We did go off for a ravine ramble late this morning, all four of us garbed against the cold and the deep snow. The initial trailhead hasn't been tramped down adequately and it's tough going at first, until we finally reach that point where incoming trails intersect and enough boots have tamped down the snow to make the effort more easeful. It hasn't much changed from yesterday.

For one thing, it hasn't really stopped snowing. Not in great heavy blankets as occurred on Sunday aided by huge gusts of rambunctious wind. But respectably, the snow gently sifting down through the atmosphere, shifted about now and again by a persistent but low-grade wind. It's minus-8 degrees, not all that bad. Button lopes along, sliding now and again in her boots, through the snow-dimpled path.

Riley does his best, his short little legs pumping valiantly away. Fact is, we're not capable of proceeding at much of a faster pace than he is able to, in any event. We're in no hurry. It's not all that cold, and it's quite wonderful to look about and take advantage of the luxury of viewing the snow-treed ravine rather than having to struggle on clogged highways. Retirement has many benefits.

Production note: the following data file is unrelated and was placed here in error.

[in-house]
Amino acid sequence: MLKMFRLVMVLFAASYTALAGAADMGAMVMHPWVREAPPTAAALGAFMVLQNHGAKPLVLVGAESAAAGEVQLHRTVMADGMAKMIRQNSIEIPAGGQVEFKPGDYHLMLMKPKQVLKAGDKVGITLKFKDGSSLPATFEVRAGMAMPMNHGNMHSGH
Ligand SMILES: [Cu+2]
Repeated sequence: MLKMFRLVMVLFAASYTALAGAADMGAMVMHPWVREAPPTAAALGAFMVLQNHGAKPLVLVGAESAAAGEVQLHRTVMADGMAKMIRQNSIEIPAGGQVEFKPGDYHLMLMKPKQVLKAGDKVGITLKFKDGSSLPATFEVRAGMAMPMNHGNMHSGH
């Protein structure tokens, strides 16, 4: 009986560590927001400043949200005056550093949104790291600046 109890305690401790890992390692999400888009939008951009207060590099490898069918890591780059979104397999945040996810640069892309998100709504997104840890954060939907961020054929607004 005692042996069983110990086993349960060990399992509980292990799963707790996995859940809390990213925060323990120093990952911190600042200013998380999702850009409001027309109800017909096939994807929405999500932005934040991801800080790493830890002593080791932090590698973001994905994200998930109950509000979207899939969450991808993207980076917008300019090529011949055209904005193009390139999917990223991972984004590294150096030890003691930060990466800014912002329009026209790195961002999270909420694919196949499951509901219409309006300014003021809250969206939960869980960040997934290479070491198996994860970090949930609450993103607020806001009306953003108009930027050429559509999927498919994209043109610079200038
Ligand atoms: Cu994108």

The trees are still burdened with thick layers of snow, although from the upper branches some relaxation of burden has occurred, with high winds whipping the snow onto lower elevations. It's quite amazing to see the contortions that snow layers can take on, as the depth of their layers begin to sag and resemble graceful arabesques while still clinging stubbornly to extended branches.

We struggle through the snow-laden trail, glad that we're not the only faithful ravine ramblers, that there are more boots than ours to trample the snow. As it is, the narrow trail, with its deep sides of untrammelled drifts presents a challenge to our physical endurance, let alone that of our little dogs. We stop often to wait for little Riley to catch up to us, and to rest ourselves. When it's obvious that he's really tired, he gets picked up for temporary relief.

Meanwhile, snow keeps falling all about us. As indeed it continues to do all day. When, later, we drive over to the nearby Home Depot store to pick up a few small bolts, screws and other convenient items needed for repairs, we encounter streets inadequately plowed; plenty of greasy slush requiring care in negotiating the drive.

More snow to come tomorrow, as well. And the day following it. Ad infinitum. Some winter, this.

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Tuesday, December 18, 2007

Will No One Rid Me Of This Nuisance?